A piece that for me is a long-term keeper, is the wonderful Antiqua by Vianney Halter. The truth is that I fell for the Antiqua when I first saw one more than a dozen years ago; while many of my friends will freely confess that at the time they were at first put off by its looks, I was smitten from the start. But that’s not all that I love about this watch.
Late in 2015 the news came through that A.H.C.I. co-founder Svend Andersen had sold his company. But how did Andersen get here? Let’s take a quick tour of 53 years’ worth of independent horology the Danish way to find out, which includes an extravaganza of worldtimers, unusual erotic watches, and even poker-playing dogs.
It’s SIHH 2016 week! And already, our California collector group was off to a splendid start with our traditional Saturday evening dinner with friend and genius watchmaker Kari Voutilainen. Kari brought along several of the watches that he will be presenting this week at SIHH, and was kind enough to grant permission for us to show them here before the official start of the show.
In the early 1960s, engineer Kelly Johnson of Lockheed Martin came up with “keep it simple, stupid”, which became better known by its acronym, KISS. Watches that employ clever levers and clearly adhere to the KISS principle are always something that can turn me into a giddy fan boy, and one such piece is the Konstantin Chaykin Genius Temporis. Heck, even the name implies some genius.
The moon is one element of horology that allows watchmakers to wax lyrical and get their romance on.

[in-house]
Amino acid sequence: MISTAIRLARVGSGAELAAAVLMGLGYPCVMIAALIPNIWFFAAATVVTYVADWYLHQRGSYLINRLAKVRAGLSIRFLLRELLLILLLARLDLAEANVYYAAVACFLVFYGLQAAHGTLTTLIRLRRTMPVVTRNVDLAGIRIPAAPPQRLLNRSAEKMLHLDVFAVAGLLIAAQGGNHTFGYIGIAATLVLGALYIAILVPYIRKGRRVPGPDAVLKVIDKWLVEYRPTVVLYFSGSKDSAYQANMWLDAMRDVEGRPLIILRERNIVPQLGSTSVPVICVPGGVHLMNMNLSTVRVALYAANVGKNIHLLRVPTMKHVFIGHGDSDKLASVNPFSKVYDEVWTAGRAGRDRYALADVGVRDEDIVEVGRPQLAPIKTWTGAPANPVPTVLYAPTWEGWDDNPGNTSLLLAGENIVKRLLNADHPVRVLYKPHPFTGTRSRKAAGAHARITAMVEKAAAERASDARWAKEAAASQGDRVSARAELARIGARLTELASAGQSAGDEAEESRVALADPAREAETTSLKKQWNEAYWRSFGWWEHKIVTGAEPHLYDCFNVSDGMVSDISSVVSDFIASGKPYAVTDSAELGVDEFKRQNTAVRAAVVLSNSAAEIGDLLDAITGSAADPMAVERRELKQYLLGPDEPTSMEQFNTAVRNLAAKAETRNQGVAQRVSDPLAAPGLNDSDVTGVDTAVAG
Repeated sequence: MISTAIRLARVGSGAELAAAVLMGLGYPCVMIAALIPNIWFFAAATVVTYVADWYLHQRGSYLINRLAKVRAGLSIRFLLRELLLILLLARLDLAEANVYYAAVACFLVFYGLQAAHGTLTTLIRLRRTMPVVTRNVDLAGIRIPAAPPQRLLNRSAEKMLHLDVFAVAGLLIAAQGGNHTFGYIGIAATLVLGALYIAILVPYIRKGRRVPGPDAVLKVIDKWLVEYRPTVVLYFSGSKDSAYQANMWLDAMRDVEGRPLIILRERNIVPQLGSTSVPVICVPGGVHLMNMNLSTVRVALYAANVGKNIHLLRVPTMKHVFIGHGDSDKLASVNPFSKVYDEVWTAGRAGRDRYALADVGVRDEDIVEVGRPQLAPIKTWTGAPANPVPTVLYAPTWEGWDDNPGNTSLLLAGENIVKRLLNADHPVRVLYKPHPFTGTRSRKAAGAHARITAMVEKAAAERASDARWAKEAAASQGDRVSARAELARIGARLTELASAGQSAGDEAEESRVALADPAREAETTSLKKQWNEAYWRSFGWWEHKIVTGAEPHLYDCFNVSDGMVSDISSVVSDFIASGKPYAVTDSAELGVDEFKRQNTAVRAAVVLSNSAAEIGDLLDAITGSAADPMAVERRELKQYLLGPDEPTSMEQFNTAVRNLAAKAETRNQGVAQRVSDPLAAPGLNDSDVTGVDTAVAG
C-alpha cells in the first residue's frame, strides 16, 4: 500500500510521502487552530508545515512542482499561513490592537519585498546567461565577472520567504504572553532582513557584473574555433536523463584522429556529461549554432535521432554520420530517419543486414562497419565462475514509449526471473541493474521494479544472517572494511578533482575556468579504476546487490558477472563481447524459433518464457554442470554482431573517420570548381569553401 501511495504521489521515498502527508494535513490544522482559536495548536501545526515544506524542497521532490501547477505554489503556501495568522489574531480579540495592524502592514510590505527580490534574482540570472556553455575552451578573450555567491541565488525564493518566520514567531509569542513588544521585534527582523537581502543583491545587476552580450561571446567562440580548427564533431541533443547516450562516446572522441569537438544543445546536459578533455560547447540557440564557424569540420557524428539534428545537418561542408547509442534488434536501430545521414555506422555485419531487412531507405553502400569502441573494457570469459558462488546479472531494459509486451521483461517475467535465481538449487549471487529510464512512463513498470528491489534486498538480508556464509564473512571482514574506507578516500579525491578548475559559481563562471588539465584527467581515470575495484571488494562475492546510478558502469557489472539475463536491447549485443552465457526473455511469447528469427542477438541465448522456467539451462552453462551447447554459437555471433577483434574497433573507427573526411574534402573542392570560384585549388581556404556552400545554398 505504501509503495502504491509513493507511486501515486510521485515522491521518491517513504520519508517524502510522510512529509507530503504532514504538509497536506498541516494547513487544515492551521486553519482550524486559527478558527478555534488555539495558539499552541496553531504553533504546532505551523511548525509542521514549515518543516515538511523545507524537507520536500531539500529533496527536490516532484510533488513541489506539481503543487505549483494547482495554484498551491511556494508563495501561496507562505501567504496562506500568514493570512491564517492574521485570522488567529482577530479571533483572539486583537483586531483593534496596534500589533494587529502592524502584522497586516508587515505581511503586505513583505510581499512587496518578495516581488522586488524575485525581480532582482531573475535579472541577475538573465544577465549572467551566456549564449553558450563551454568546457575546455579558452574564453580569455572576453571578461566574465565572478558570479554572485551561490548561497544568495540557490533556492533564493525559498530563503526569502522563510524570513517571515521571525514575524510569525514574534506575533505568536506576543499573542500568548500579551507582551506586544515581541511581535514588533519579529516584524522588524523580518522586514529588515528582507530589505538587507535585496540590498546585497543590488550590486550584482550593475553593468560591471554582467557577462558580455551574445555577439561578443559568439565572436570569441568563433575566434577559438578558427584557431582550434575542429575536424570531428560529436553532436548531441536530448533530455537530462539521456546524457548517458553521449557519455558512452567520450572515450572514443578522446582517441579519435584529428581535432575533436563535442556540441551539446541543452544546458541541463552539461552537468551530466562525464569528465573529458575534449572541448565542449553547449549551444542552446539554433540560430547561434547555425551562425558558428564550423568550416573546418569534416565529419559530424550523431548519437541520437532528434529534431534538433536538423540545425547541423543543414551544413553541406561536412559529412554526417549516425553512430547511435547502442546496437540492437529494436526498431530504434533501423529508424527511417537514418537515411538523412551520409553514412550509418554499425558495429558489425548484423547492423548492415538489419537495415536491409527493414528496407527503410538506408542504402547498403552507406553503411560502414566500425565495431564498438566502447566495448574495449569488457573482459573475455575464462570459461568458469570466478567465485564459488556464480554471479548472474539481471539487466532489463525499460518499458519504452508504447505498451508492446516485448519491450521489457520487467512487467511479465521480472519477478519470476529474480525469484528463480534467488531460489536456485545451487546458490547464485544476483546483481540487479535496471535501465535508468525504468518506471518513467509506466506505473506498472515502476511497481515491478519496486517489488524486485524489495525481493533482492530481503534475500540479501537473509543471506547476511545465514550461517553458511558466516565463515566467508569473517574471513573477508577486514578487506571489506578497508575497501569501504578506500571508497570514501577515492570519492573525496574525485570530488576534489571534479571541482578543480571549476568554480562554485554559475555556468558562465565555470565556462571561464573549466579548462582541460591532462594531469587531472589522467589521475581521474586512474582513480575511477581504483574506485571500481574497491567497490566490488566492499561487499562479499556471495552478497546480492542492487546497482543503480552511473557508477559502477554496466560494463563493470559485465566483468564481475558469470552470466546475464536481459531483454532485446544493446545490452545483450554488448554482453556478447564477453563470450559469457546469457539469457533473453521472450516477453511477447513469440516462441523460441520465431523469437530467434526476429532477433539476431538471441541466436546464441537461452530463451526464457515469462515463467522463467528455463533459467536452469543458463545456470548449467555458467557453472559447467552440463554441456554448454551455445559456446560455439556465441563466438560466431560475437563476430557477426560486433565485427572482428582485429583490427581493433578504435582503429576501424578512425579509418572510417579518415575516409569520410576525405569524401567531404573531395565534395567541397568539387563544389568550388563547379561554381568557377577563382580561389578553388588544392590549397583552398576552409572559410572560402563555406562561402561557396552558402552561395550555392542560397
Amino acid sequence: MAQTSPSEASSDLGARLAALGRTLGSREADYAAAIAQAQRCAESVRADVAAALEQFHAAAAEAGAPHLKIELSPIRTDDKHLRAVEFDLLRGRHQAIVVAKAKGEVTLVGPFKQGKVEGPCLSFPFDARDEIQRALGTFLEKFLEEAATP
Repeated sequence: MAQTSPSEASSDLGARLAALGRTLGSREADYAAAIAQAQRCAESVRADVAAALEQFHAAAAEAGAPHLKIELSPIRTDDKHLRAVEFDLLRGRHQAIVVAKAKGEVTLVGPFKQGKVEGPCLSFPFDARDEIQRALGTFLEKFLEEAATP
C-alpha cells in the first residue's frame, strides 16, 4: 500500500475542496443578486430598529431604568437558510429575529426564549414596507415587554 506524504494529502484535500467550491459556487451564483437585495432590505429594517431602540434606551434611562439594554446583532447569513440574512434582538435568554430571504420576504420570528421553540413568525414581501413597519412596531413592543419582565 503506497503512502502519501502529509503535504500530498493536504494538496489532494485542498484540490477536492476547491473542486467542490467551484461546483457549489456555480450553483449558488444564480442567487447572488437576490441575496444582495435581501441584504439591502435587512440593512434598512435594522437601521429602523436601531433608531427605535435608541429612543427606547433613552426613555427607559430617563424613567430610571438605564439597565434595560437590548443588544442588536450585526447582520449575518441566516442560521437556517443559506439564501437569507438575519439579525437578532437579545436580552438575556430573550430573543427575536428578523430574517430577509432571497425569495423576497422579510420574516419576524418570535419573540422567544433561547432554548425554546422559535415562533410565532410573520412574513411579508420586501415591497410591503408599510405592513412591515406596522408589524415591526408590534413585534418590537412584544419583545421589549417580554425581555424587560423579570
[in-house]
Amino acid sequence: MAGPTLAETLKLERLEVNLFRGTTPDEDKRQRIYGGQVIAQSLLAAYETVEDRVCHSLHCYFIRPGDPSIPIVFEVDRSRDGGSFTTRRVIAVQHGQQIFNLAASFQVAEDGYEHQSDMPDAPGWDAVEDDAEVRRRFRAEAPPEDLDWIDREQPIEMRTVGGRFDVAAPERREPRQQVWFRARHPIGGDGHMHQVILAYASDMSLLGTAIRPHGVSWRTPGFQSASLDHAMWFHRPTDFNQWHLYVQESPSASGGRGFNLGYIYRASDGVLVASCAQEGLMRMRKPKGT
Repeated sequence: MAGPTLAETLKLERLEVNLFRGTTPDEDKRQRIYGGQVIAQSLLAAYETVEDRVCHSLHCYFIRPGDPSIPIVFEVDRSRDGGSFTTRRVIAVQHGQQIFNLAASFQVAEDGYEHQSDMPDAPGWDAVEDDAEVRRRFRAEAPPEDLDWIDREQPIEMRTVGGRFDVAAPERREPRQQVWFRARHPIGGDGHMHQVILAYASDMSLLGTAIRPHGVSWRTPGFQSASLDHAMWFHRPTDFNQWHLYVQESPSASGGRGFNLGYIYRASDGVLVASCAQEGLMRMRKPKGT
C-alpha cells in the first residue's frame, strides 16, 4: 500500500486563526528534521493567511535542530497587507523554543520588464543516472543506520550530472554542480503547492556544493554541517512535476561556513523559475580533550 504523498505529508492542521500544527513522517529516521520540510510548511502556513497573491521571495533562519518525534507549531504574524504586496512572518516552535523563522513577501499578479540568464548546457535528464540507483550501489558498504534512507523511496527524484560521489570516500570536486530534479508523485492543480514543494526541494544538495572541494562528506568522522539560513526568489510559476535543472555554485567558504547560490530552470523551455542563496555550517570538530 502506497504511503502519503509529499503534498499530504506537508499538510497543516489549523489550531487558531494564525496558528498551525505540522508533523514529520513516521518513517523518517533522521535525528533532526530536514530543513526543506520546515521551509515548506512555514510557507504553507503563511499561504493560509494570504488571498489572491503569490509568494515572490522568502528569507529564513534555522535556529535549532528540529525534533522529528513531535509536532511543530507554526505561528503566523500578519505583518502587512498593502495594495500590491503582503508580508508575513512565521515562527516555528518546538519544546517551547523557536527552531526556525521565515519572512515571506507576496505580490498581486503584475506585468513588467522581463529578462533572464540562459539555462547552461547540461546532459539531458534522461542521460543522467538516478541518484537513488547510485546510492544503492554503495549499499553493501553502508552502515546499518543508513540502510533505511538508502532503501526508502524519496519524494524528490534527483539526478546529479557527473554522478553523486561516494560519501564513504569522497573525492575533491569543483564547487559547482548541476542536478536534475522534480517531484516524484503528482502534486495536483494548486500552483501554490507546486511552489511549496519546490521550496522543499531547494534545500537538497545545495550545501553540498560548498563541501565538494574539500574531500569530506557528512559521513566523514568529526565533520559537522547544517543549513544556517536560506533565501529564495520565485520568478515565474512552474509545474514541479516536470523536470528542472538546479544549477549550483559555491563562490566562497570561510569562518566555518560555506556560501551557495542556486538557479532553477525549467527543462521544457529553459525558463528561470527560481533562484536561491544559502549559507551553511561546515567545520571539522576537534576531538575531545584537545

Thanks to its romantic properties and associations, depictions of the moon are particularly popular complications for women.
Konstantin Chaykin, that brilliant watchmaker/inventor from Russia, thus showed a bit of his softer side at Baselworld 2015 with the introduction of a new rendition of a ladies’ moon phase watch with its mechanical sophistication clearly on display.
One of the great things about making friends in the watchmaking communities is that sooner or later, one starts receiving invitations to visit the places where the beautiful handwork in horology actually happens: the manufactures of the big brands and the ateliers of the independents. I’ve now had the opportunity to take part in many such visits and I can tell you with some confidence that there is nothing quite like visiting with Vianney Halter at his workshop in the small Swiss town of Sainte-Croix, Switzerland.
Stefan Kudoke’s Real Skeleton was inspired by 400-year-old memento mori timepieces, which address the transience of time in a symbolic manner. This model is just plain fun while displaying Kudoke’s creativity, make no bones about it!